The Aging World Means a Graying Workforce

We’re in a rapidly aging world. According to the United Nations World Population Prospects report, the median age of the world is estimated to grow from 29 years in 2010 to 36 years by 2050.

Chip Castille - Author

Sep. 1 2020, Updated 9:52 a.m. ET

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Is this a permanent change or a one-time adjustment for the Baby Boomer generation?

Hodin: It is through the 21st century, and it is not only connected to the baby boomer bulge. With the advances in science and medicine, hundred-year life spans are now a matter of course. That’s never been the case before in human history.

At the same time, we’re seeing stunningly low birth rates everywhere on the planet as societies modernize and urbanize. This is true across emerging markets, in Africa, Asia and Latin America. Then there are the more industrialized nations. Look at Japan. By about 2020, they’re going to have more than one-third of their population over 60, rapidly approaching 40 percent. Clearly, the systems that were put in place in Japan after WWII—pension, retirement, health care and more—will no longer work.

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Market Realist – An aging world and the workforce

The above graph reiterates the trend of the rapidly aging world (ACWI). According to the United Nations World Population Prospects report, the median age of the world is estimated to grow from 29 years in 2010 to 36 years by 2050. The median age is estimated to be 53 years in Japan (DXJ), 51 years in Germany (EWG), 46 years in China (FXI), and 41 years in the United States (VTI) by 2050.

According to a study by Imperial College London, for every one person aged above 65 years, there are estimated to be only 3.9 working age people by 2050. This is a steep decline from the estimate of 11.75 in 1950 and 8.5 in 2011.

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The labor force participation rate for people aged 15–64 years is estimated to fall by 2022. On the other hand, the labor force participation rates of people aged 55 and older has been steadily climbing over the years, as you can see in the above graph.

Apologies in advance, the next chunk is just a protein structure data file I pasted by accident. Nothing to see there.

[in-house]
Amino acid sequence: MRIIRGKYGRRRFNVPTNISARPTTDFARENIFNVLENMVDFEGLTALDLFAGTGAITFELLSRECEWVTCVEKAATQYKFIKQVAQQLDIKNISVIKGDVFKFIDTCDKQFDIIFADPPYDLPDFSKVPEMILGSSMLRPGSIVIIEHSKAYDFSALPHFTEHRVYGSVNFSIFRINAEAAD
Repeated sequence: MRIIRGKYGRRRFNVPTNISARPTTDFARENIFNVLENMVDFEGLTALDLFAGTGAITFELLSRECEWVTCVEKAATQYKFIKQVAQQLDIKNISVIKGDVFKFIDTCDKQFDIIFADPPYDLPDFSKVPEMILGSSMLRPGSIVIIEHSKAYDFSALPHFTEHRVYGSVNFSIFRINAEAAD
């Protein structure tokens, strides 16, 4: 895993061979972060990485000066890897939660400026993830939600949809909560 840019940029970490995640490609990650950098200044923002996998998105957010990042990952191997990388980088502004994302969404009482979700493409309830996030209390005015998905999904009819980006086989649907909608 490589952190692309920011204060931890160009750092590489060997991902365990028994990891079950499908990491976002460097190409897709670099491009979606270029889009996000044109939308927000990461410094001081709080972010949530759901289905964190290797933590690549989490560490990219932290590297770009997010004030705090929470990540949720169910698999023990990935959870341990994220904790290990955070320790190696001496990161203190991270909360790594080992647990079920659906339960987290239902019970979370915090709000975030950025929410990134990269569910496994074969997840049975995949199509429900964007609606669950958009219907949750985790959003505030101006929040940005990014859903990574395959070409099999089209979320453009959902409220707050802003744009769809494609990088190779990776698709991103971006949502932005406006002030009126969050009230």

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An older workforce is generally associated with a decline in labor force productivity rates. Older populations also tend to save more than they spend. So a direct hit to consumer spending (XLY) could be in the cards. This could lead to lower economic output and thus slower global growth in the future.

In its recent World Economic Outlook report, the International Monetary Fund (or IMF) stated, “Working-age population growth is likely to decline significantly in most advanced economies, particularly Germany and Japan, where it will reach about -0.2 percent a year by 2020. At the same time, rapid aging is expected to further decrease average trend labor force participation rates, offsetting the positive effect of continued population increases on overall supply.”

The IMF also explains the implications in its report. The IMF observes that an aging population could mean that sluggish wage growth could continue to persist even in the future. As economies struggle with lower economic outputs and a slower pace of growth, governments may no longer be able to rely on growth alone to reduce their public debt. Consequently, governments might have to resort to cutting expenditures. According to the IMF, this is likely to be another challenge as the older generation avails more and more entitlement benefits.


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